by Mark G. Auerbach
Barrington Stage Company takes a detour from the usual area summer fare of musicals, comedies, and classics with the world premiere of Christopher Demos-Brown’s searing drama American Son. Winner of the prestigious Laurents/Hatcher Award for “Best New Play of 2016”,it’s the second world premiere of the season, commissioned by this theatre.
American Son is a new play by a new voice, the Miami-based Christopher Demos-Brown. Brown sets his play in a Miami police station waiting room (beautifully designed by Brian Prather and lit by Scott Pinkney. A woman of color (Tamara Tunie) is waiting to find out if her West Point-bound son has been apprehended. Her soon-to-be ex husband, a white man (Michael Hayden) joins her to await word. The rookie cop on duty (Luke Smith) is more accommodating of the white father; his superior officer Andre Ware), a black, attempts to relate more to the mother.
In the course of a fast-moving 90 minutes, Demos-Brown has written a strong script, spiked with tension, yet laced with humor, which catapults to a shocking ending. He’s written characters with depth, engaging and raw dialogue, and there’s never a lapse in the drama. Julianne Boyd’s direction brings out the best in the playwright’s and the actors’ artistry. American Son is very much a duet between words and actions.
Tamara Tunie, best-known for her long-run as Dr. Melinda Warner on Law & Order SVU, has numerous theatre credits as actor, singer, and director (She produced the Tony Award-winning musical Spring Awakening). She’s a terrific stage actor, and her performance is multi-faceted, and in the final scenes of American Son, incredibly touching. Michael Hayden from Broadway’s Carousel and Cabaret plays opposite Tunie with depth. Luke Smith and Andre Ware as police officers, one overly-accommodating, and one officious, were excellent.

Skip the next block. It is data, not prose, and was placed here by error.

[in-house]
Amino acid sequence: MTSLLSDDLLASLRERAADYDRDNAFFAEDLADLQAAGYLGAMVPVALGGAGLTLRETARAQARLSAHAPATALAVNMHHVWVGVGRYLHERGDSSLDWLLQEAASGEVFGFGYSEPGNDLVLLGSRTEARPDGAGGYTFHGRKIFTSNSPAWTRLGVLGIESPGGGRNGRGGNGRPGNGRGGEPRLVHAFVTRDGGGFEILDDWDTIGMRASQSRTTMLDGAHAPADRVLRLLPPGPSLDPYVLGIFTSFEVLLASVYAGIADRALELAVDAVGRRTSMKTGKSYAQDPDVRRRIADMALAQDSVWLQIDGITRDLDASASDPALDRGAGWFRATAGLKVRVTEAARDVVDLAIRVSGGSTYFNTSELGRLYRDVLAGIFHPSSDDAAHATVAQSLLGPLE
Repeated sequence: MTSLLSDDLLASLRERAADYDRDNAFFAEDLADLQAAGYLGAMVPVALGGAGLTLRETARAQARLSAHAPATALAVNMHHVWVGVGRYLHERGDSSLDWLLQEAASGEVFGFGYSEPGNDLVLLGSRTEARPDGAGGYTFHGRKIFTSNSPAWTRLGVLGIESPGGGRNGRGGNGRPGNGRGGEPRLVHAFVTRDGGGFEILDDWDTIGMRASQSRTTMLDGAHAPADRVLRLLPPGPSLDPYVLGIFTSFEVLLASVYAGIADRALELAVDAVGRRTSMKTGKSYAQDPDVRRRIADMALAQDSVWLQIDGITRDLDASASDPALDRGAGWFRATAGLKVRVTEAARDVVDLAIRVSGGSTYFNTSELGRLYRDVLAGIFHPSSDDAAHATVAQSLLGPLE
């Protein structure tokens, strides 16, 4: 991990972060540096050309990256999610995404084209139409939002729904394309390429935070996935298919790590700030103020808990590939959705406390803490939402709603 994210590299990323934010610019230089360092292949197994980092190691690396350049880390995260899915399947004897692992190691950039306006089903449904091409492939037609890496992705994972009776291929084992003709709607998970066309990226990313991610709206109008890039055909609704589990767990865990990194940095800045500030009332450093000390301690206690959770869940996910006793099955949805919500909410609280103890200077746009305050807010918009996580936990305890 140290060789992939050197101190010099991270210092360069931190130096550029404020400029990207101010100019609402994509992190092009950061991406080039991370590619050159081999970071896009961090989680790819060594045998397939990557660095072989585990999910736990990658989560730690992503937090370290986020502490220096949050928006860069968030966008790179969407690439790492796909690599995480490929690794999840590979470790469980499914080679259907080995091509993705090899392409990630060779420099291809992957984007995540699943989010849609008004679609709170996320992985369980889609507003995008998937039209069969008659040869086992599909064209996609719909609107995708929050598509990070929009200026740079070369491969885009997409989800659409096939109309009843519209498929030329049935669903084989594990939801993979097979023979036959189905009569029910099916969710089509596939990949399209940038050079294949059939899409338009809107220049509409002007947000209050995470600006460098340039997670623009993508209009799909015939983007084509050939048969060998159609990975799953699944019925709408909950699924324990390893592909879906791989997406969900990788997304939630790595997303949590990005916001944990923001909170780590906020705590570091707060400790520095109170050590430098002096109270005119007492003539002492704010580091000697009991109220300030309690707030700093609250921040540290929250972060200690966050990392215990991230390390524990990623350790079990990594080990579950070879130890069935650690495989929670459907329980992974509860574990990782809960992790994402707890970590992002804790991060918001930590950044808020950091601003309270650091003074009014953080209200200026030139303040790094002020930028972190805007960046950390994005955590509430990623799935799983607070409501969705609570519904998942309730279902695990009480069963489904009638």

Theatre can explore many social issues in a way that’s accessible to its audiences. In conjunction with the run of American Son, Barrington Stage is hosting symposiums on July 2-3 as a springboard to further dialogue about race, identity, and bias in America. For details: http://barringtonstageco.org/Season-Shows/american-son-mainstage/
Theatre can also prompt frank conversation. I attended the performance with one of my closest friends; American Son provoked a deep, very personal dialogue about our own experiences with racism and bias. The ride home from Pittsfield was full of anecdotes and revelations, which has kept me thinking about what American Son and Christopher Demos-Brown have to say about our current American condition.
I think American Son has a bright future, and I’m glad it made me re-evaluate my own preconceptions and prejudices. I highly recommend this play and its respectful production and performances. Kudos to Barrington Stage for bringing American Son to the stage.
Barrington Stage Company presents the world premiere of American Son by Christopher Demos-Brown. .Directed by Julianne Boyd. Scenic design by Brian Prather. . Costume design by Sara Tosetti. Lighting design by Scott Pinkney. Sound design by Brad Berridge. Cast: Tamara Tunie (Kendra Ellis), Michael Hayden (Scott Ellis), Andre Ware (Lt. John Stokes), Luke Smith (Paul Larkin) .Through July 9.. Barrington Stage Company’s Boyd-Quinson Mainstage.., Pittsfield, MA. 413-236-8888 or www.barringtonstageco..org
Mark G. Auerbach studied theatre at American University and the Yale School of Drama. He’s worked for arts organizations and reported on theatre for newspapers and radio.